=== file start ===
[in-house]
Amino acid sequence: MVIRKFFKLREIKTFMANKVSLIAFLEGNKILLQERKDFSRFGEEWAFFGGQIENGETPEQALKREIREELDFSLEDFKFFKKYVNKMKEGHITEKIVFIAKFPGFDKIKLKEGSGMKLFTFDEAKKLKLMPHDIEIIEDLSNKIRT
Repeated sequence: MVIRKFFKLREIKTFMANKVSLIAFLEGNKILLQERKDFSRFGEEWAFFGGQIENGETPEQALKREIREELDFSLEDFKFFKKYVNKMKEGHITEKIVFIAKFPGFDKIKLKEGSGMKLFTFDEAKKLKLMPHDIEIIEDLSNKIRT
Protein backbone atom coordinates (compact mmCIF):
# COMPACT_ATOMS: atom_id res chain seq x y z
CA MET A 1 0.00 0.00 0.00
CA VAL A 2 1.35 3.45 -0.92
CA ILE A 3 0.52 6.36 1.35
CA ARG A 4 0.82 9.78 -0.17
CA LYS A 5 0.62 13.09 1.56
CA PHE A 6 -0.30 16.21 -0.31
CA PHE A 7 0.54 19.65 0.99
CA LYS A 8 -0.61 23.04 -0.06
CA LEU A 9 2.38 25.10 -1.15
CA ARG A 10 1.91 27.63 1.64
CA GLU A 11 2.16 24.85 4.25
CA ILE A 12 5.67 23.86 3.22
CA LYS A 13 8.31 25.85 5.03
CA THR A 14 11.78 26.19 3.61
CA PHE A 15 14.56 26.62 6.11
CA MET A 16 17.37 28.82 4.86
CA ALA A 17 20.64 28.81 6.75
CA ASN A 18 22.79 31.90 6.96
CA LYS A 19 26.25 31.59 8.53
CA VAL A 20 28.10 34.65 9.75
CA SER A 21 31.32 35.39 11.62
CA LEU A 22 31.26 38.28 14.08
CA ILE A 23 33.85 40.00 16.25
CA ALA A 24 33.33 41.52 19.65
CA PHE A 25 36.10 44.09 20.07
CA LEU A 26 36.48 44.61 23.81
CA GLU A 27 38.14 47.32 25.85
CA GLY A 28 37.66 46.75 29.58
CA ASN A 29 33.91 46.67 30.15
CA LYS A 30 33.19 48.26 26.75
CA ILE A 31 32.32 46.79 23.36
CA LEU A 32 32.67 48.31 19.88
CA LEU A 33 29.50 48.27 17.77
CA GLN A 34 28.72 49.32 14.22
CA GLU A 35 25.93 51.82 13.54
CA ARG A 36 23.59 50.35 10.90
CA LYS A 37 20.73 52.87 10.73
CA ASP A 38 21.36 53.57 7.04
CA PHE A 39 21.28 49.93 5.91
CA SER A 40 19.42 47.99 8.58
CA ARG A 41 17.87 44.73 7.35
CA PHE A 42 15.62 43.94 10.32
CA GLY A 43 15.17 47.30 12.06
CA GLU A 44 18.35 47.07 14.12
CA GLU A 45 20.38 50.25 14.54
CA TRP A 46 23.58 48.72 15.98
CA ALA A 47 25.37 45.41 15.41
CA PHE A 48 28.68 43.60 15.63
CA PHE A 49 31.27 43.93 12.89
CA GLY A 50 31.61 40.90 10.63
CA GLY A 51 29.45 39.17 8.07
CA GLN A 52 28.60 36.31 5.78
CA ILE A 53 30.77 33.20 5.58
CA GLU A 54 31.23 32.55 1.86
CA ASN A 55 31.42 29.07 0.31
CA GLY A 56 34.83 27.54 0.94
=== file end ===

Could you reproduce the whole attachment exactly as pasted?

[in-house]
Amino acid sequence: MVIRKFFKLREIKTFMANKVSLIAFLEGNKILLQERKDFSRFGEEWAFFGGQIENGETPEQALKREIREELDFSLEDFKFFKKYVNKMKEGHITEKIVFIAKFPGFDKIKLKEGSGMKLFTFDEAKKLKLMPHDIEIIEDLSNKIRT
Repeated sequence: MVIRKFFKLREIKTFMANKVSLIAFLEGNKILLQERKDFSRFGEEWAFFGGQIENGETPEQALKREIREELDFSLEDFKFFKKYVNKMKEGHITEKIVFIAKFPGFDKIKLKEGSGMKLFTFDEAKKLKLMPHDIEIIEDLSNKIRT
Protein backbone atom coordinates (compact mmCIF):
# COMPACT_ATOMS: atom_id res chain seq x y z
CA MET A 1 0.00 0.00 0.00
CA VAL A 2 1.35 3.45 -0.92
CA ILE A 3 0.52 6.36 1.35
CA ARG A 4 0.82 9.78 -0.17
CA LYS A 5 0.62 13.09 1.56
CA PHE A 6 -0.30 16.21 -0.31
CA PHE A 7 0.54 19.65 0.99
CA LYS A 8 -0.61 23.04 -0.06
CA LEU A 9 2.38 25.10 -1.15
CA ARG A 10 1.91 27.63 1.64
CA GLU A 11 2.16 24.85 4.25
CA ILE A 12 5.67 23.86 3.22
CA LYS A 13 8.31 25.85 5.03
CA THR A 14 11.78 26.19 3.61
CA PHE A 15 14.56 26.62 6.11
CA MET A 16 17.37 28.82 4.86
CA ALA A 17 20.64 28.81 6.75
CA ASN A 18 22.79 31.90 6.96
CA LYS A 19 26.25 31.59 8.53
CA VAL A 20 28.10 34.65 9.75
CA SER A 21 31.32 35.39 11.62
CA LEU A 22 31.26 38.28 14.08
CA ILE A 23 33.85 40.00 16.25
CA ALA A 24 33.33 41.52 19.65
CA PHE A 25 36.10 44.09 20.07
CA LEU A 26 36.48 44.61 23.81
CA GLU A 27 38.14 47.32 25.85
CA GLY A 28 37.66 46.75 29.58
CA ASN A 29 33.91 46.67 30.15
CA LYS A 30 33.19 48.26 26.75
CA ILE A 31 32.32 46.79 23.36
CA LEU A 32 32.67 48.31 19.88
CA LEU A 33 29.50 48.27 17.77
CA GLN A 34 28.72 49.32 14.22
CA GLU A 35 25.93 51.82 13.54
CA ARG A 36 23.59 50.35 10.90
CA LYS A 37 20.73 52.87 10.73
CA ASP A 38 21.36 53.57 7.04
CA PHE A 39 21.28 49.93 5.91
CA SER A 40 19.42 47.99 8.58
CA ARG A 41 17.87 44.73 7.35
CA PHE A 42 15.62 43.94 10.32
CA GLY A 43 15.17 47.30 12.06
CA GLU A 44 18.35 47.07 14.12
CA GLU A 45 20.38 50.25 14.54
CA TRP A 46 23.58 48.72 15.98
CA ALA A 47 25.37 45.41 15.41
CA PHE A 48 28.68 43.60 15.63
CA PHE A 49 31.27 43.93 12.89
CA GLY A 50 31.61 40.90 10.63
CA GLY A 51 29.45 39.17 8.07
CA GLN A 52 28.60 36.31 5.78
CA ILE A 53 30.77 33.20 5.58
CA GLU A 54 31.23 32.55 1.86
CA ASN A 55 31.42 29.07 0.31
CA GLY A 56 34.83 27.54 0.94